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Suicide rates during the first months of the pandemic

Researchers used data from 21 countries and found no evidence of increase of suicide during the first 4 months of the pandemic. In some locations, there was evidence of decline.

The study published in Lancet Psychiatry is by far the largest study documenting the change of suicide rates during the pandemic in multiple countries. The findings are in line with the observation of no increase or a slight decrease of suicide cases in the first 3 months in Norway.  

“The effects of the pandemic on peoples’ mental wellbeing are complex. It has changed the way we live and caused immense hardship from societal fear and uncertainty, disruption of routine activities to potential economic hardship on many individuals,” says Ping Qin, professor of medicine at the National Centre for Suicide Research and Prevention.

A sudden loss of a parent may have consequences later in life

Children, who experience a sudden loss of a parent due to an accident, murder, or suicide, have a larger risk of problems later in life, according to a new study. According to researcher Lisa Victoria Burrell, “these children need more than just an open door”.

Lisa Victoria Burrell investigated how children are affected by a sudden loss of a parent, after an accident, murder, or suicide.

“Children are often called the forgotten left behinds, since they may have problems expressing their grief, and because they often do not experience sufficient help and follow-up,” Burrell says.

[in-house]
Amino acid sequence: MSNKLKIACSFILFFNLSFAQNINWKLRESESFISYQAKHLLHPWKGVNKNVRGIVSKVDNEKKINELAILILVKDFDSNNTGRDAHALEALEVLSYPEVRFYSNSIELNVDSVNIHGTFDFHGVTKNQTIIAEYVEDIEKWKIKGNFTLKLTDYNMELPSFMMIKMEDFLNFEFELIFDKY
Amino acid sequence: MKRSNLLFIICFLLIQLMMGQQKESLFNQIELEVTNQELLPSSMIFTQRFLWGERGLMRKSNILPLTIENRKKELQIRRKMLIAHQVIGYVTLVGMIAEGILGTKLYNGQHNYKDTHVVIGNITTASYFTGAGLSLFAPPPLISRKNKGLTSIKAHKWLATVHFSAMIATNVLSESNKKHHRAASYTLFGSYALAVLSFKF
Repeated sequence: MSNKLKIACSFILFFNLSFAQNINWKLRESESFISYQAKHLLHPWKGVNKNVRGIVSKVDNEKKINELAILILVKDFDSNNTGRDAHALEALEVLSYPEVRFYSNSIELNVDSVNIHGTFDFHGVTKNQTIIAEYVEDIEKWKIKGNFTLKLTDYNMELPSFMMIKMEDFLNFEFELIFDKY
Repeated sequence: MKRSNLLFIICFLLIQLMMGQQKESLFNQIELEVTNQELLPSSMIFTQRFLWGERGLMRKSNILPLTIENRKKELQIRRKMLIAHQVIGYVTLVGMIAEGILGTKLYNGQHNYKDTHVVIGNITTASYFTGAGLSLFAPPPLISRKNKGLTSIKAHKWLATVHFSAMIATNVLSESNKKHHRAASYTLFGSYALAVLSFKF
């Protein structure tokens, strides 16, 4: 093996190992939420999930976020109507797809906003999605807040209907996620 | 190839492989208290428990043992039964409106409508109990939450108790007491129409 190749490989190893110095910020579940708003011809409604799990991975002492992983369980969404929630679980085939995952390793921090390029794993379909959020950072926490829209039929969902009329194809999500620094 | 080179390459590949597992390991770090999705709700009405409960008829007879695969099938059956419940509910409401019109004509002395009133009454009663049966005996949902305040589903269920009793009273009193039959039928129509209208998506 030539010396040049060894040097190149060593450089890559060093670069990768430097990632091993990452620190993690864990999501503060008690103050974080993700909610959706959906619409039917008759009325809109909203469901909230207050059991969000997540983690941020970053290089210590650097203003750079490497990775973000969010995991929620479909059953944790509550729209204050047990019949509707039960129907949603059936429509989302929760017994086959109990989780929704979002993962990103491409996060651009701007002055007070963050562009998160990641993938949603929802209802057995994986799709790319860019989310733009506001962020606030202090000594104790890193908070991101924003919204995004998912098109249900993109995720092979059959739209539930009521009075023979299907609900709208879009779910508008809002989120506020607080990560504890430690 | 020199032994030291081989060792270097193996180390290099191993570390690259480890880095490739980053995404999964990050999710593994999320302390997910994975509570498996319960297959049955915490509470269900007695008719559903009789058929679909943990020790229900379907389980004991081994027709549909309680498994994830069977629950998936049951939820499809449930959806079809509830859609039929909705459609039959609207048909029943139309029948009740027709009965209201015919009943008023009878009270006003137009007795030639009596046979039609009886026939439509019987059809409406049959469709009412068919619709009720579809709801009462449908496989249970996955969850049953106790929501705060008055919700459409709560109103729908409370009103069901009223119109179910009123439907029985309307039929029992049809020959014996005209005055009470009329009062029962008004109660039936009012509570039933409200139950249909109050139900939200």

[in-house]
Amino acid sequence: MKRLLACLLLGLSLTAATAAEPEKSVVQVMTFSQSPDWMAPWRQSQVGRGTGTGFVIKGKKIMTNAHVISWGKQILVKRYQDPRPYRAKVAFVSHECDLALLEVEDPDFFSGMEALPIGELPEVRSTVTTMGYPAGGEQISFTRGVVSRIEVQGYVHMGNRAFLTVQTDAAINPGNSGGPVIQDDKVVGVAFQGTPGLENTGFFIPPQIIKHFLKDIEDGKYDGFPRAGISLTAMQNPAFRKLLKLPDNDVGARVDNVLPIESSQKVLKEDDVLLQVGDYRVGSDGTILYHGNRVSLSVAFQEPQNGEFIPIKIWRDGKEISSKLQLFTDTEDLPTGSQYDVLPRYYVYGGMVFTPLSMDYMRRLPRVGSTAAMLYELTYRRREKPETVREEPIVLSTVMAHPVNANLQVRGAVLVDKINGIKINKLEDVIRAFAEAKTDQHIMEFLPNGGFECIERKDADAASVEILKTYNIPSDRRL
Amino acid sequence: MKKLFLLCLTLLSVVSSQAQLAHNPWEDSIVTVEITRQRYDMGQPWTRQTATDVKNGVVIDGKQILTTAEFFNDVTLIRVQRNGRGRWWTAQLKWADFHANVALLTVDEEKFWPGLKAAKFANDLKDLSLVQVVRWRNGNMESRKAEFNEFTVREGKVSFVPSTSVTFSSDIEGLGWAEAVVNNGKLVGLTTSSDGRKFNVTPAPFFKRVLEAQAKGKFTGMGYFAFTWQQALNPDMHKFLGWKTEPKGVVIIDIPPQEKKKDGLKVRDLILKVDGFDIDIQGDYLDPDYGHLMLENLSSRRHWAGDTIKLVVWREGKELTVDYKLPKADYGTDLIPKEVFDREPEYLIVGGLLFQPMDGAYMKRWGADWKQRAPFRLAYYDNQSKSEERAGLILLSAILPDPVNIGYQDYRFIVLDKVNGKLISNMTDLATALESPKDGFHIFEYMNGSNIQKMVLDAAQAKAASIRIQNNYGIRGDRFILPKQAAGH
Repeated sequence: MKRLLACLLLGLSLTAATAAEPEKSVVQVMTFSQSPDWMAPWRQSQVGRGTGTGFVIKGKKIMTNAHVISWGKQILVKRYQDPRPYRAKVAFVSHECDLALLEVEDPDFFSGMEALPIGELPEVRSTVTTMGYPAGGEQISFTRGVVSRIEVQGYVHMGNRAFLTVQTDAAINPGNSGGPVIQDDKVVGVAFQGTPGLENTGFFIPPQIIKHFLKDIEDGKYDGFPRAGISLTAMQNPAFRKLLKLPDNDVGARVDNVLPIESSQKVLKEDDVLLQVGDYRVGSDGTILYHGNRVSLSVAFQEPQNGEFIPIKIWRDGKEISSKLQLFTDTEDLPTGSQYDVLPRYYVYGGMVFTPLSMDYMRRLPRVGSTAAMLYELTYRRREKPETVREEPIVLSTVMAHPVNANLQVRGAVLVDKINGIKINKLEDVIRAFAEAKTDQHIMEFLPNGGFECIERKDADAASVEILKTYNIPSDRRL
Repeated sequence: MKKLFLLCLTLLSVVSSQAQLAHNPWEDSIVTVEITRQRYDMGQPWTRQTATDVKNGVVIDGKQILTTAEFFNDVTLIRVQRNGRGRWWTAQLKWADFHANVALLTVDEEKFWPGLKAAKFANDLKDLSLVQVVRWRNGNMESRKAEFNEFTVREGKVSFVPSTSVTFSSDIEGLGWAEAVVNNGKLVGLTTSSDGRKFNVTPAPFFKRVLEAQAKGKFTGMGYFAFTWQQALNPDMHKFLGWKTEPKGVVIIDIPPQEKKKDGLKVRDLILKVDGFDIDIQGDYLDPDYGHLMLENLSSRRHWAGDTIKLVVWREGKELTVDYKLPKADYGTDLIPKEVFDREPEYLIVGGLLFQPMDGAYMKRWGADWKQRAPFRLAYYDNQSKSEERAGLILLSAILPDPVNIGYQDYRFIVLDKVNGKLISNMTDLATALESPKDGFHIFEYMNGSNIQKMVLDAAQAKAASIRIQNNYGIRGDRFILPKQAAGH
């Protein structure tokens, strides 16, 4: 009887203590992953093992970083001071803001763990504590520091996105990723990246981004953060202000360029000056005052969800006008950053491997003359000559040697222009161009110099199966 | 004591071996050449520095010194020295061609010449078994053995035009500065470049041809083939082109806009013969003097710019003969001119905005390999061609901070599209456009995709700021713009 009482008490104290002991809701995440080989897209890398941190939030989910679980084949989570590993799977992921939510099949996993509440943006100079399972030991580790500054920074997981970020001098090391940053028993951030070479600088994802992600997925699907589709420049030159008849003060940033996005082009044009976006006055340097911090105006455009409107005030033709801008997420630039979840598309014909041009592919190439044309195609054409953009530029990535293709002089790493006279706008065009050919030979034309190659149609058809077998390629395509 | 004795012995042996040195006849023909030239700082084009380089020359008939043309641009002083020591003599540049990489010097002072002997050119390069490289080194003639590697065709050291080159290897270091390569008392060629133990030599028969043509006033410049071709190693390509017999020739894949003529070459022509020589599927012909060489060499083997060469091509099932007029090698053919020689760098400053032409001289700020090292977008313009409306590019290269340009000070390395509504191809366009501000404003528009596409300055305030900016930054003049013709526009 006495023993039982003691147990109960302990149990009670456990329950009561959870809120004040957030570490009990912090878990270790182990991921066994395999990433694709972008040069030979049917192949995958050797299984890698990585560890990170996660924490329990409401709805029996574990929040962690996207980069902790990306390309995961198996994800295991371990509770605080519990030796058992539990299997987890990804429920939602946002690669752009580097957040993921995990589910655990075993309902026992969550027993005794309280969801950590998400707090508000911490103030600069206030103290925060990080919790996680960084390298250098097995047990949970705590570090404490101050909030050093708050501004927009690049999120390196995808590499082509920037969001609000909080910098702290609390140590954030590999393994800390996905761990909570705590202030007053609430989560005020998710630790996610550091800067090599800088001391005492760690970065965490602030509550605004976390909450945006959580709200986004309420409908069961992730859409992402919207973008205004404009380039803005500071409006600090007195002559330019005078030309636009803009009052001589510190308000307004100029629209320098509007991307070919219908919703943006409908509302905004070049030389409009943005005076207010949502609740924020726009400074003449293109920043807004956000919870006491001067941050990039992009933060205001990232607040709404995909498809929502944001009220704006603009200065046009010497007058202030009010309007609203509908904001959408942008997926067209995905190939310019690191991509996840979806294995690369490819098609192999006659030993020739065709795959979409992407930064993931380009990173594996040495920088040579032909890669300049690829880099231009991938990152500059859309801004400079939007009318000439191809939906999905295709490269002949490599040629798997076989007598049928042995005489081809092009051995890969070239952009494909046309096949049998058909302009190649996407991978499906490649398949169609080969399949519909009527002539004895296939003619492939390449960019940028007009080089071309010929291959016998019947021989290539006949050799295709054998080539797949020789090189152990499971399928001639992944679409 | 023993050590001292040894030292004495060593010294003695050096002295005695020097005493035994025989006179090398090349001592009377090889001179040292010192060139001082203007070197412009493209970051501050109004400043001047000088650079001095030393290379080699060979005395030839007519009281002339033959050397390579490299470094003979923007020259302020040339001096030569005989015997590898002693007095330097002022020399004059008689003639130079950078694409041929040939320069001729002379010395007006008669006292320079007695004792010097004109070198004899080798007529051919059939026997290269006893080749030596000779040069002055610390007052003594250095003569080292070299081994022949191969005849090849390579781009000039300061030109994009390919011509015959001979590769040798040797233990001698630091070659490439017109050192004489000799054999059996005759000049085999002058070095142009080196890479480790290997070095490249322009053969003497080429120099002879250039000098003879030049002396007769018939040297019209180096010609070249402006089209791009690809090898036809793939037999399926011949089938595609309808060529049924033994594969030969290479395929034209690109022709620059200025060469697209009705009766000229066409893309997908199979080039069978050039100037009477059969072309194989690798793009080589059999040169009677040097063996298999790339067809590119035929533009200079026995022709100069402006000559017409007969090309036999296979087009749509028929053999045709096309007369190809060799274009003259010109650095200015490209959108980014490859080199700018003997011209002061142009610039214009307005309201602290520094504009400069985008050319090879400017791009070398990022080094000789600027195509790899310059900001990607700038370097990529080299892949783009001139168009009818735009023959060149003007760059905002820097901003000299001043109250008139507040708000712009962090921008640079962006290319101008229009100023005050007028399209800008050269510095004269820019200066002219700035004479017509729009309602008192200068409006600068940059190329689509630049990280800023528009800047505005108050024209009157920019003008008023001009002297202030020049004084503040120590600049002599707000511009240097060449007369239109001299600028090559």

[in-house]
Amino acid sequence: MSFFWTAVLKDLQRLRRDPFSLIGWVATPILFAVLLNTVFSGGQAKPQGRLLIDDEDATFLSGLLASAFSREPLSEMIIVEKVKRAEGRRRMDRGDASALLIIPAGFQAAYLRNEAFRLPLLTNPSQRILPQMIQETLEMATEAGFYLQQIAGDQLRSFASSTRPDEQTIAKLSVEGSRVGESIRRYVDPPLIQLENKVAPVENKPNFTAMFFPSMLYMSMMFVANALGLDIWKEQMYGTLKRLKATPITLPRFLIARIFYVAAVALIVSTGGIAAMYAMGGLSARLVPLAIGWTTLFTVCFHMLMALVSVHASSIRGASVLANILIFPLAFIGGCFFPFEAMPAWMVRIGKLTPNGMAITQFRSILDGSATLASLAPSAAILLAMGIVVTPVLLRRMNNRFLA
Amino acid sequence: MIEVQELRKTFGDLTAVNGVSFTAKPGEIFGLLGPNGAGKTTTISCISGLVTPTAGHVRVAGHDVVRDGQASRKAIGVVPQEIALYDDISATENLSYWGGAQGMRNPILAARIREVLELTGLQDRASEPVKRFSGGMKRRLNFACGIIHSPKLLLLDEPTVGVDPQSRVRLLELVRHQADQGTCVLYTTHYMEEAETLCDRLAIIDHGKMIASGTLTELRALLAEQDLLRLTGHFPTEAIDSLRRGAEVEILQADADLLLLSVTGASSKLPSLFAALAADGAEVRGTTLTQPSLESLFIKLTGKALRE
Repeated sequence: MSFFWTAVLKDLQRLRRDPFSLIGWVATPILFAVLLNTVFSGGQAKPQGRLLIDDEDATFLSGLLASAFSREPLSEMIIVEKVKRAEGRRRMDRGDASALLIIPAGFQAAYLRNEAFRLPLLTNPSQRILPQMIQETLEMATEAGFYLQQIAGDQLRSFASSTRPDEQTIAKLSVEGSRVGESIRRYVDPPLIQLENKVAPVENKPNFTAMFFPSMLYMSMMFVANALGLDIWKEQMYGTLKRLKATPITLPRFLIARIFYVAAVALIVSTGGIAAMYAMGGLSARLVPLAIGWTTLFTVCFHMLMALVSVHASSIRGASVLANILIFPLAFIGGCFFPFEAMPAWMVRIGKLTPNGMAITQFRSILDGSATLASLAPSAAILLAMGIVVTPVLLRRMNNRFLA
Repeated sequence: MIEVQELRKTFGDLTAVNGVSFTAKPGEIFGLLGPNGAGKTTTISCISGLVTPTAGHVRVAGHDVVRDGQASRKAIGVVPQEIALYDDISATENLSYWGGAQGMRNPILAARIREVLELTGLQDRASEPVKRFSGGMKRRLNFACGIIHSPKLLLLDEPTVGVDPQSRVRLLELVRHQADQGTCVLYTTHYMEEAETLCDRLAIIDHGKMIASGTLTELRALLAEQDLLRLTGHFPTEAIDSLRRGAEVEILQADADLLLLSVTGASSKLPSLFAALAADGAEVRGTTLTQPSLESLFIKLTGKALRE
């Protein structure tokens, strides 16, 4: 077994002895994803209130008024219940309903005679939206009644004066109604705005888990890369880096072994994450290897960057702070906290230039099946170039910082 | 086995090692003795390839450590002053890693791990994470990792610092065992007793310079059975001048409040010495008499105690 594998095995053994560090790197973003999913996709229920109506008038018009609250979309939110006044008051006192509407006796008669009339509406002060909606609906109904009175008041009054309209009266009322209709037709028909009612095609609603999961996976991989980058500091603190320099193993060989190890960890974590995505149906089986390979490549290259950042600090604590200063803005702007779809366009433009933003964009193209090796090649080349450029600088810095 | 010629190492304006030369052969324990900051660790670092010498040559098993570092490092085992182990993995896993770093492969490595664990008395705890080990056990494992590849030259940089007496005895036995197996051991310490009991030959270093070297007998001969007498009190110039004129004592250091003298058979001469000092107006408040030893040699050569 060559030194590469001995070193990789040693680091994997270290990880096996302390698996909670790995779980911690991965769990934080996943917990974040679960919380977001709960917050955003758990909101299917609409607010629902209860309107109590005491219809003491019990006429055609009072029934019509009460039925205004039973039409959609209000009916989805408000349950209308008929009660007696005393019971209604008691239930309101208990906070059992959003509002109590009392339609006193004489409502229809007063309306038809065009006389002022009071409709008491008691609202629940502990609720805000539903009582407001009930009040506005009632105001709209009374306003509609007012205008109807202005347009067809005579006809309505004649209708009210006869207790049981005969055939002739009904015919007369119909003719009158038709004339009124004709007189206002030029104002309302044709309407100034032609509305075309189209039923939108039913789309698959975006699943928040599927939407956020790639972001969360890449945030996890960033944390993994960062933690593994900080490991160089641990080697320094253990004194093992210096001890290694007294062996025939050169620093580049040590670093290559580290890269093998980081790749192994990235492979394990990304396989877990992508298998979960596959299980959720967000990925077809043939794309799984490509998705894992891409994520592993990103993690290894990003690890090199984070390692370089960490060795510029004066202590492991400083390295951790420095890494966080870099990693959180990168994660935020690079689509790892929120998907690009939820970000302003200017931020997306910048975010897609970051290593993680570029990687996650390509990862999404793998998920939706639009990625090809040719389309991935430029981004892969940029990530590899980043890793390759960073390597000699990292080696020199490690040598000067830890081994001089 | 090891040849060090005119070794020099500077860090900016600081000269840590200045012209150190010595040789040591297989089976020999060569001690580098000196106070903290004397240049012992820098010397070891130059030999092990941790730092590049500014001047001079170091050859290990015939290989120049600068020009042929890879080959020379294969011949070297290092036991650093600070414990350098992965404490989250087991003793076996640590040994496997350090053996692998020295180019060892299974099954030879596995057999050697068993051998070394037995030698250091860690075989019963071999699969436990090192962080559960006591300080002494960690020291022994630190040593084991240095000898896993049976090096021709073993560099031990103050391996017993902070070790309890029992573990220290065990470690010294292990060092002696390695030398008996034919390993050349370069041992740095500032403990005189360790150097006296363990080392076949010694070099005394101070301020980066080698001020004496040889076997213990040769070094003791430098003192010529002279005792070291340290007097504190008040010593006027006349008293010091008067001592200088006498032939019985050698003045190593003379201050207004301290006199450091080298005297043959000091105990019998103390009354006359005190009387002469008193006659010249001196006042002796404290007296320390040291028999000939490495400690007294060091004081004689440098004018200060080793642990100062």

She examined how such a loss before turning 18 years old may affect school attendance, the risk of psychiatric disease, and the risk of self-harm or suicide attempt.

Self-injury and suicide ideation are common problems that should be detected in time

Many patients in psychiatric healthcare struggle with non-suicidal self- injury or suicide ideation. These problems are closely connected, according to a new study.

Non-suicidal self-injury (NSSI) is a highly prevalent behavioural problem among people with mental illness.

Researchers have now studied the prevalence of NSSI and its relationship with suicide ideation and suicide attempts among adult psychiatric outpatients in Norway.

“The results show how common these phenomena are. These problems apply to a large number of patients, and they need targeted efforts,” says Lars Mehlum, professor of psychiatry and leader of the National Centre for Suicide Research and Prevention, Norway.

The Norwegian journal Suicidologi

– the only scientific journal on suicide research and prevention in the Nordic region. Read current issue


Statistics concerning the occurrence of suicide in both Norwegian and international contexts.

Crisis support

Other Norwegian resources

The VIVAT program is an education program in suicide prevention for health personnel, established in 2001.

The organization LEVE (Landsforeningen for etterlatte ved selvmord), has provided support in the aftermath of suicide since 1999. Visit them at

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